Two simple remarks:

The polynomial $x^k-1$ can be factorised over the integers as a product of (irreducible) cyclotomic polynomials: $$x^k-1 = \prod_{d|k}\Phi_d(x).$$ If we choose $k$ to be a number that has a lot of divisors, then $x^k-1$ will have a lot of factors. For example, if $k$ is a product of $b$ distinct primes then $x^k-1$ has $2^b$ factors.

Suppose we are given some largeish natural number $n$, and we want to factorise it. One way to find a factor of $n$ would be to compute the product $a$ of lots of different numbers $a_i$, modulo $n,$ and then compute $\gcd(n, a)$. If we are lucky and some of the $a_i$ are factors of $n$ but $a$ is not a multiple of $n$, then the gcd will be a non-trivial factor of $n$.

Putting these together, one might imagine that a good way to find factors of $n$ would be to compute $\gcd(n, x^k-1\mathrm{\ mod\ } n)$ with $k$ a product of distinct primes and $x>1$. This is equivalent to testing $\Phi_d(x)$ for a common factor with $n$ for each of the exponentially-many divisors $d|k$. So it might naively be hoped that one could thereby factorise $n$ in time $O(\log n)$ or thereabouts.

Of course this does not actually work – one cannot thus factorise enormous numbers in the blink of an eye. I justify this claim on the non-mathematical grounds that a) if such a simple method worked then someone would have noticed by now; and the heuristic grounds that b) I tried it, and it didn’t.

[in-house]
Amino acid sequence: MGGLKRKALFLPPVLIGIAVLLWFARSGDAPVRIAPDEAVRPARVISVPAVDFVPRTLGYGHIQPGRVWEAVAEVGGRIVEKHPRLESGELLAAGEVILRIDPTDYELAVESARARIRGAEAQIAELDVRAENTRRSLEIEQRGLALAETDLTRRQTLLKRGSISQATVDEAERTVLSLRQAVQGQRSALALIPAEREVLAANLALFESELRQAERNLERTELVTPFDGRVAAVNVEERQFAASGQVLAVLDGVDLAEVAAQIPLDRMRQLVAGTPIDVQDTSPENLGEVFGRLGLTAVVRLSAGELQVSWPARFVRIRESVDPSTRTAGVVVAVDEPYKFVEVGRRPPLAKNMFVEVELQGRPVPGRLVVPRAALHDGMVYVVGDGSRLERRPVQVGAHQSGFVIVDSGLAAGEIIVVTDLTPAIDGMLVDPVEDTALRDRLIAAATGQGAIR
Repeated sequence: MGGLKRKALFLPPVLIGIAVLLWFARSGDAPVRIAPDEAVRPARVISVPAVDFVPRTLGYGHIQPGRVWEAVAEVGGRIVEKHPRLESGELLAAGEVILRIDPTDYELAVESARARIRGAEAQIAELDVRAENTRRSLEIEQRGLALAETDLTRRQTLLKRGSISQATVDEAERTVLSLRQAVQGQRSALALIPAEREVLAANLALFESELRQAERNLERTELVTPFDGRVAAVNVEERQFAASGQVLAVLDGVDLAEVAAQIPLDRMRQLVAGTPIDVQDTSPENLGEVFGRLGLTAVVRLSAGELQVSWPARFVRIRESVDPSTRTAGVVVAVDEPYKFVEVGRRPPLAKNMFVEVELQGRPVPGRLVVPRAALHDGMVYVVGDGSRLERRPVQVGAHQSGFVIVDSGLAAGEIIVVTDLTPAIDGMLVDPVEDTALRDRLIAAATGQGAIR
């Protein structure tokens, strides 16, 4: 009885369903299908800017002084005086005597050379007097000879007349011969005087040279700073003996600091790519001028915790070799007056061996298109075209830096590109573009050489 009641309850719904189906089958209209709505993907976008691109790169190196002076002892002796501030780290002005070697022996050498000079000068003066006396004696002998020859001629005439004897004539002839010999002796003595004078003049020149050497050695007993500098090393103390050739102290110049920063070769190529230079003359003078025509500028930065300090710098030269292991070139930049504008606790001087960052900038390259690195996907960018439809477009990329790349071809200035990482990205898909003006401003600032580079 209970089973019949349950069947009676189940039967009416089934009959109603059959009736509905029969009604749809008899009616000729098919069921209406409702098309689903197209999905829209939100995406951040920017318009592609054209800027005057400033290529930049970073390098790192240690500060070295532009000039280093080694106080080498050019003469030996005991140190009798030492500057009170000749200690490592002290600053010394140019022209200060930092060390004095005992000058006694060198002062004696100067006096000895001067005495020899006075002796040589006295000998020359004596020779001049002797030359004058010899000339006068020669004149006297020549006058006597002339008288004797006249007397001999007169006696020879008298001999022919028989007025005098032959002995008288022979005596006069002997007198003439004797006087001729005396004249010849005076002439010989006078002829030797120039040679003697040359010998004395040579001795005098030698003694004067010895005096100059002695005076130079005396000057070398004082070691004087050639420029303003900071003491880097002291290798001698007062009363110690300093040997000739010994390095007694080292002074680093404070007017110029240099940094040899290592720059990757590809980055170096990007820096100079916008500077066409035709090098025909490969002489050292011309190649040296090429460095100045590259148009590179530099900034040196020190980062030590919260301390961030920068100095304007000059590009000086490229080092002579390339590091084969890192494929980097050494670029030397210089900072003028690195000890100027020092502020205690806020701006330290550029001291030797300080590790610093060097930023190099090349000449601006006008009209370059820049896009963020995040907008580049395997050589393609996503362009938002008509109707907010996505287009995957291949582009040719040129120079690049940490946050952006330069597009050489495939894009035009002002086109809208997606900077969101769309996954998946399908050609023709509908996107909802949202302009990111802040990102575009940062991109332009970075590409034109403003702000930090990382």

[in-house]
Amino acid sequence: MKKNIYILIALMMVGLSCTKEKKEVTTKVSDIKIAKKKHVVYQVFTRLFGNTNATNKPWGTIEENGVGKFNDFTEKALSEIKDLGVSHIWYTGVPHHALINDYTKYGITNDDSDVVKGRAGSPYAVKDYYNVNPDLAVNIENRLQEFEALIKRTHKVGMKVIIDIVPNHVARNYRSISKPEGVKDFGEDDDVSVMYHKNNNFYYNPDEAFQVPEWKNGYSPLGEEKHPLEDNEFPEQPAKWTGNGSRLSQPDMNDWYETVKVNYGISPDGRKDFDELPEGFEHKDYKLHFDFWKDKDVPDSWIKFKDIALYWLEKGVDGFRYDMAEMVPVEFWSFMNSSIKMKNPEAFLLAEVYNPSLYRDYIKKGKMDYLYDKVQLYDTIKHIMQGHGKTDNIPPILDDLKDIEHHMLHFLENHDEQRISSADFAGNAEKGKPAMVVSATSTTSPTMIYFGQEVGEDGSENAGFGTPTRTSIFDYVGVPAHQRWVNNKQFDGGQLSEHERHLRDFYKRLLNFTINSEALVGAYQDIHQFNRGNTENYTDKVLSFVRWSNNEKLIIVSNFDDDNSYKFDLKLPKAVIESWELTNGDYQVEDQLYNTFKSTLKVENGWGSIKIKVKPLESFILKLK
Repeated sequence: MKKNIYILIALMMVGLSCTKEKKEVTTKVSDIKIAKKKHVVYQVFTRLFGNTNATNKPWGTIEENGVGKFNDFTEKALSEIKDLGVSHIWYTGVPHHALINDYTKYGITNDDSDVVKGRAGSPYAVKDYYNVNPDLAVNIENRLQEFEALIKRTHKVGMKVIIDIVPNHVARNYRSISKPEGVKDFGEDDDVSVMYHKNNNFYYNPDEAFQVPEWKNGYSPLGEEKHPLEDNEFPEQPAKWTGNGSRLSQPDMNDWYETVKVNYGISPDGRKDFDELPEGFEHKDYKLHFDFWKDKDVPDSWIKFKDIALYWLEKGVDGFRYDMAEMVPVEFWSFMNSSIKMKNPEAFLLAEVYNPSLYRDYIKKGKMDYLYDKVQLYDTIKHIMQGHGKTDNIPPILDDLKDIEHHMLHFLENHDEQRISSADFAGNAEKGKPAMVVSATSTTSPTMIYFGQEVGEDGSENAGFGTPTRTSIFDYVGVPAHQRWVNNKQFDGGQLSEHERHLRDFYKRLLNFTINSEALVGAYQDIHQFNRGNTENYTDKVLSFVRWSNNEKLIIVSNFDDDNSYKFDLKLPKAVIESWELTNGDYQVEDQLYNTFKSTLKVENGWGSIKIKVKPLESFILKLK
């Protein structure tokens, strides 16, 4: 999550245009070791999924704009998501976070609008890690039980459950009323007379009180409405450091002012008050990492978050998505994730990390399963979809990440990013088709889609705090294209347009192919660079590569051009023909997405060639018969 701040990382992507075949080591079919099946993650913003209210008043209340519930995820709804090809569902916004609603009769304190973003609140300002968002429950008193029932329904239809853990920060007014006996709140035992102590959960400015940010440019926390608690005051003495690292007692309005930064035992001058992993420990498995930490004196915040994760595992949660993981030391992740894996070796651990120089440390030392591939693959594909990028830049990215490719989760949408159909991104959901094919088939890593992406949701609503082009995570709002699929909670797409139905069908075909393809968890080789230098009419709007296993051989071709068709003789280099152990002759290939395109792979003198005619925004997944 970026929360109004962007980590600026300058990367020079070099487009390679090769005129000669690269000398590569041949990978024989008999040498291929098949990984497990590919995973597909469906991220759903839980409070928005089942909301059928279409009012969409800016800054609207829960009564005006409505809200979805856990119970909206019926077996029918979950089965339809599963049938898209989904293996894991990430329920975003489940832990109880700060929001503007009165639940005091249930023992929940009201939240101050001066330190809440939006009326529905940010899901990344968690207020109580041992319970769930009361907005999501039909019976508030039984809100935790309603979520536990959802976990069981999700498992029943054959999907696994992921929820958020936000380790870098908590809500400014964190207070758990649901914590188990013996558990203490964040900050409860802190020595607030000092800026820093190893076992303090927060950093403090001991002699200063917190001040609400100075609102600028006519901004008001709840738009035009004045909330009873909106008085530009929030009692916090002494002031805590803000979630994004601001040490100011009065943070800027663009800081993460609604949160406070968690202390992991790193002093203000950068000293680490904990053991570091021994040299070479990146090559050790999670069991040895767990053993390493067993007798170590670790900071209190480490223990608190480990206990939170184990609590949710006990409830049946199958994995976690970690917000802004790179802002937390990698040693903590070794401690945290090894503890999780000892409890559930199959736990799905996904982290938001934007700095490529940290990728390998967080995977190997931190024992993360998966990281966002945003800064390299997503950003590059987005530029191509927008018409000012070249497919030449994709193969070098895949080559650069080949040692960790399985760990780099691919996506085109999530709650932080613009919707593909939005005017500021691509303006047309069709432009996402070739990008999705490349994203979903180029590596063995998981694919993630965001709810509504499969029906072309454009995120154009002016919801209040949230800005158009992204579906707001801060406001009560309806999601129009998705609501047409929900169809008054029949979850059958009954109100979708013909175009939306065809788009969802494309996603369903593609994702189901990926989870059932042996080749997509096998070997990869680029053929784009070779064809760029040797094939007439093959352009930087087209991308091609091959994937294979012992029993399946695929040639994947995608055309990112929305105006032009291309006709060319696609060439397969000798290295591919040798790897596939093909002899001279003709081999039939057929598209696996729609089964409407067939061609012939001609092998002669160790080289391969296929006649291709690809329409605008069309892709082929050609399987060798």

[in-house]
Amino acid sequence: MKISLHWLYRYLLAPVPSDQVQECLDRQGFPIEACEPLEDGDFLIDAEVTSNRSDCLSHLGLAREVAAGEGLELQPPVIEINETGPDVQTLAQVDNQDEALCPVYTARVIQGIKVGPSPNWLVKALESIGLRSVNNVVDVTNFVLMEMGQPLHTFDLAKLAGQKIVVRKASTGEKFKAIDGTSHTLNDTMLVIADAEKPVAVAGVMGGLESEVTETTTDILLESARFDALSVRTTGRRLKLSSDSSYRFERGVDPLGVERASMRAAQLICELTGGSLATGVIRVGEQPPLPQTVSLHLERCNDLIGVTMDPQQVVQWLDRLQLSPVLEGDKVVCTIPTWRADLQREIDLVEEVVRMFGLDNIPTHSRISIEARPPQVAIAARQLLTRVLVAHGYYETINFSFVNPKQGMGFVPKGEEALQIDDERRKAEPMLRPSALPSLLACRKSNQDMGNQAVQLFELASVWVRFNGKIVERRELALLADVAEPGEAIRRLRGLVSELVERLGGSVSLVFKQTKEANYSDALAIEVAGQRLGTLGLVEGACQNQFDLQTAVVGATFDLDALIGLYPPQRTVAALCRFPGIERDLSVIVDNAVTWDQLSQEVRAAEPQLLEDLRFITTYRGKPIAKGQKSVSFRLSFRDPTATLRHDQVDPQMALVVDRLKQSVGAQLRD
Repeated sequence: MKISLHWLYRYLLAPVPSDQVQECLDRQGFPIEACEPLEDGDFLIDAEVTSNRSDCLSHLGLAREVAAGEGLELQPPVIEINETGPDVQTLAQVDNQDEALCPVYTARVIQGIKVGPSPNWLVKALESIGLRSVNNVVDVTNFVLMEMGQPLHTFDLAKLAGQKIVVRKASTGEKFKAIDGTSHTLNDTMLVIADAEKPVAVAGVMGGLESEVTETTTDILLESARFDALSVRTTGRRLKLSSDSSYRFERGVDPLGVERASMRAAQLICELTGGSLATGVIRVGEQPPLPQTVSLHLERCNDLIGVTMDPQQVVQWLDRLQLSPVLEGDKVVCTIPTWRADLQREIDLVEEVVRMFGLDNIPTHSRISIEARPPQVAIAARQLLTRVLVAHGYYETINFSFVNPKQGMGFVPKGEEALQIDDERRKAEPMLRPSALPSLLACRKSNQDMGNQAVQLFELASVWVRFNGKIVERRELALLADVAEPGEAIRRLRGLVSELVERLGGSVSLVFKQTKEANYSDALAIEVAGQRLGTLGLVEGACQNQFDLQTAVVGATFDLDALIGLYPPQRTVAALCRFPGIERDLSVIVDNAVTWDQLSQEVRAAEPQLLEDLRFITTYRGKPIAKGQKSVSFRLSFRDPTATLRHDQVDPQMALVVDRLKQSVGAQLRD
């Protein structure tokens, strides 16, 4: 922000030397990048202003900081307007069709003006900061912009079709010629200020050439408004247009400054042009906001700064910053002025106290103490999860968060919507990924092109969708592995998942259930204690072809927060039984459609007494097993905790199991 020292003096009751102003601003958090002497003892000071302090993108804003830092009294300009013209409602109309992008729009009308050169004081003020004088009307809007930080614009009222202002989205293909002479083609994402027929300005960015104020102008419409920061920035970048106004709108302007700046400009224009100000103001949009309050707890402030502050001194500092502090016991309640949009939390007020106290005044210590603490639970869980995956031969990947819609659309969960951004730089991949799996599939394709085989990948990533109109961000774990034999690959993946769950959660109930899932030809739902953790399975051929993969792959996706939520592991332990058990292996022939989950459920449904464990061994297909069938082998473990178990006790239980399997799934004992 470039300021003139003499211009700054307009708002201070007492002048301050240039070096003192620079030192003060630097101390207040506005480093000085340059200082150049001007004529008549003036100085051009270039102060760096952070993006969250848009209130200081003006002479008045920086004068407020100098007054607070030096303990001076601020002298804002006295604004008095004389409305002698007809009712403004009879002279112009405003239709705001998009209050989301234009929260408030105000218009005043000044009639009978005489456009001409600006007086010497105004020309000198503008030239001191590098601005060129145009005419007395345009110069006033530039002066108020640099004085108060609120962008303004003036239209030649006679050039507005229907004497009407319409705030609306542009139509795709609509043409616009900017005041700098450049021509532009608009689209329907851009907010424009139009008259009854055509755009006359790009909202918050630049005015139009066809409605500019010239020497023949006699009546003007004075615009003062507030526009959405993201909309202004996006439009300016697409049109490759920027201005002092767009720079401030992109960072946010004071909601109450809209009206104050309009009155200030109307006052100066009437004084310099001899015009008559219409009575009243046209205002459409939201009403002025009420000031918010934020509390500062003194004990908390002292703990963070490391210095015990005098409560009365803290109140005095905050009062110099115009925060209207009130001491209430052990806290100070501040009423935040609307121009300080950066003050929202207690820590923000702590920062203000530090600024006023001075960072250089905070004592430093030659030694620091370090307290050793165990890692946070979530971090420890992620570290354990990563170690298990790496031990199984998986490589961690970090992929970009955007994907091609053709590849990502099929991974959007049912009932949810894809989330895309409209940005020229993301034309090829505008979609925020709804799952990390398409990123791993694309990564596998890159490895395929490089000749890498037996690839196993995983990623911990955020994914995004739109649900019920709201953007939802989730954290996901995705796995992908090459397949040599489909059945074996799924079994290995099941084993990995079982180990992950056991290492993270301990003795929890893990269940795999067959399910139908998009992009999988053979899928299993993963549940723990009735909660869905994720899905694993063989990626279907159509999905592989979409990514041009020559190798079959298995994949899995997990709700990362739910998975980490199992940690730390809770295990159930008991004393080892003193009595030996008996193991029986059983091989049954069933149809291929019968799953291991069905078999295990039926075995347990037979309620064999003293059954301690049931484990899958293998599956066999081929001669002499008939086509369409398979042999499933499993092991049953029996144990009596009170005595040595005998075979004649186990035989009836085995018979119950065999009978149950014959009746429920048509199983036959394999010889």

**What I would like to know is why it doesn’t work.** Presumably the problem is that the $2^b$ values $\Phi_d(x)$ are distributed in a sufficiently non-uniform way to stymie the procedure. What’s going on here?

I can’t see much hint of this non-uniformity in examples that are small enough to compute all the $\Phi_d(x)$ explicitly in a reasonable amount of time. For example, if $n=61\times71=4331$ and $k=9699690$ is the product of the first eight primes, then the expression $\Phi_d(2)$ takes 244 different values as $d$ ranges over the $2^8=256$ divisors of $k$. (And as it happens, $\Phi_{35}(2)$ is a multiple of 71, and so computing $\gcd(4331, 2^{9699690}-1\mathrm{\ mod\ } 4331)$ reveals this factor.)

**Added**: Thanks to David E Speyer for a clear concise answer. Just to make it explicit, the “non-uniformity” at play here is that each prime factor of $\Phi_d(x)$ is congruent to 1 modulo $d$.